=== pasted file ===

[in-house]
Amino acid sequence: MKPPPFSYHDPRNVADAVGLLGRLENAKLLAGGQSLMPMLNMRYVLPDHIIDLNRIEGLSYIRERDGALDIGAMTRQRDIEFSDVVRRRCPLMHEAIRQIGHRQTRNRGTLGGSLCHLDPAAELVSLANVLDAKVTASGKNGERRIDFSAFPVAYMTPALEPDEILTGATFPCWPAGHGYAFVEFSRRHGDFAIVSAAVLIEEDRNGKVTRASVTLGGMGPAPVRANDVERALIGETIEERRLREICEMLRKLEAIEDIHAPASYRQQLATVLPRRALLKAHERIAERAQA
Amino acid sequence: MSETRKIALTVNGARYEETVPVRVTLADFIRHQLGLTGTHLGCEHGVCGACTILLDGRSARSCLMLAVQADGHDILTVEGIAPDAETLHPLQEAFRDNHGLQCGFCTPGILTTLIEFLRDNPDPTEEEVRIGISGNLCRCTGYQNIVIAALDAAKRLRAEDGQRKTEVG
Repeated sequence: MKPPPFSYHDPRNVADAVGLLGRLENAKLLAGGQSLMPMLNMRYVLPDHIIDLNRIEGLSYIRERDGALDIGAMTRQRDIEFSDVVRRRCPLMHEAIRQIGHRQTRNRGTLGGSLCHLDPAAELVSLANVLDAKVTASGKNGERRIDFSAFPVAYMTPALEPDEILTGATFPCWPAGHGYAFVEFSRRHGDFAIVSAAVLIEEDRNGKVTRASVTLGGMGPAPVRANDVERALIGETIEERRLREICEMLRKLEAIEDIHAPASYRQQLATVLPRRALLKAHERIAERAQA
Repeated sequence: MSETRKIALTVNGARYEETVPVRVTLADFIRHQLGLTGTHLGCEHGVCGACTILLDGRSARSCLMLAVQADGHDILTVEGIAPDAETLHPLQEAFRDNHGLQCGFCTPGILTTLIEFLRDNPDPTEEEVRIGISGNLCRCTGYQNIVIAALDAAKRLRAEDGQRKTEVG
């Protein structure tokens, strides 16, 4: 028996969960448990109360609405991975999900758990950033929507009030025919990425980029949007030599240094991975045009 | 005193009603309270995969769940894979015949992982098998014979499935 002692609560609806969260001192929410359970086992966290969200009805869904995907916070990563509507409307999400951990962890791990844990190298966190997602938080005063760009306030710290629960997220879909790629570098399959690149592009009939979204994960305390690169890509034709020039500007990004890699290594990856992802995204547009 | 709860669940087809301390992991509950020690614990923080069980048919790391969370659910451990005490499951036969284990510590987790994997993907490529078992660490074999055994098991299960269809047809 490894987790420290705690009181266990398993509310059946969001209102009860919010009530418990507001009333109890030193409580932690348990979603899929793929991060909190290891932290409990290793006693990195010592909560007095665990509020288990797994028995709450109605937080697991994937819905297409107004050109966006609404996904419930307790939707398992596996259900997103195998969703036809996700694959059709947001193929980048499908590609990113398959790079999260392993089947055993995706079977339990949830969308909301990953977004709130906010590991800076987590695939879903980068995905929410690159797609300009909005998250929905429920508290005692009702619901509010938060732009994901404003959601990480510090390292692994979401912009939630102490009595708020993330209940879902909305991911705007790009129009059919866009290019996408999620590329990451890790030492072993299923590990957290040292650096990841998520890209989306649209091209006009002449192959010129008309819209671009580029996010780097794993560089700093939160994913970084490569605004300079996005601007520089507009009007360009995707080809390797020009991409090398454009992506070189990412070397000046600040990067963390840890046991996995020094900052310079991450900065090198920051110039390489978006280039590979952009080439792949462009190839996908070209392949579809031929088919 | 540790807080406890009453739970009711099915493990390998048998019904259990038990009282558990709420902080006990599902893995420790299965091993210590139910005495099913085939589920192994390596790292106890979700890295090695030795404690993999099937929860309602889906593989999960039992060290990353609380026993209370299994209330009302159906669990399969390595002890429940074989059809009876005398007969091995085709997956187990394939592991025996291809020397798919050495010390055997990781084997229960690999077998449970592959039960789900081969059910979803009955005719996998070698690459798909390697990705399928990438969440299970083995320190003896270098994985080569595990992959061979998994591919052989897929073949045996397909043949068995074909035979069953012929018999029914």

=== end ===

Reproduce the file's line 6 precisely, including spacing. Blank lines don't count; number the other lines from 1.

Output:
């Protein structure tokens, strides 16, 4: 028996969960448990109360609405991975999900758990950033929507009030025919990425980029949007030599240094991975045009 | 005193009603309270995969769940894979015949992982098998014979499935 002692609560609806969260001192929410359970086992966290969200009805869904995907916070990563509507409307999400951990962890791990844990190298966190997602938080005063760009306030710290629960997220879909790629570098399959690149592009009939979204994960305390690169890509034709020039500007990004890699290594990856992802995204547009 | 709860669940087809301390992991509950020690614990923080069980048919790391969370659910451990005490499951036969284990510590987790994997993907490529078992660490074999055994098991299960269809047809 490894987790420290705690009181266990398993509310059946969001209102009860919010009530418990507001009333109890030193409580932690348990979603899929793929991060909190290891932290409990290793006693990195010592909560007095665990509020288990797994028995709450109605937080697991994937819905297409107004050109966006609404996904419930307790939707398992596996259900997103195998969703036809996700694959059709947001193929980048499908590609990113398959790079999260392993089947055993995706079977339990949830969308909301990953977004709130906010590991800076987590695939879903980068995905929410690159797609300009909005998250929905429920508290005692009702619901509010938060732009994901404003959601990480510090390292692994979401912009939630102490009595708020993330209940879902909305991911705007790009129009059919866009290019996408999620590329990451890790030492072993299923590990957290040292650096990841998520890209989306649209091209006009002449192959010129008309819209671009580029996010780097794993560089700093939160994913970084490569605004300079996005601007520089507009009007360009995707080809390797020009991409090398454009992506070189990412070397000046600040990067963390840890046991996995020094900052310079991450900065090198920051110039390489978006280039590979952009080439792949462009190839996908070209392949579809031929088919 | 540790807080406890009453739970009711099915493990390998048998019904259990038990009282558990709420902080006990599902893995420790299965091993210590139910005495099913085939589920192994390596790292106890979700890295090695030795404690993999099937929860309602889906593989999960039992060290990353609380026993209370299994209330009302159906669990399969390595002890429940074989059809009876005398007969091995085709997956187990394939592991025996291809020397798919050495010390055997990781084997229960690999077998449970592959039960789900081969059910979803009955005719996998070698690459798909390697990705399928990438969440299970083995320190003896270098994985080569595990992959061979998994591919052989897929073949045996397909043949068995074909035979069953012929018999029914």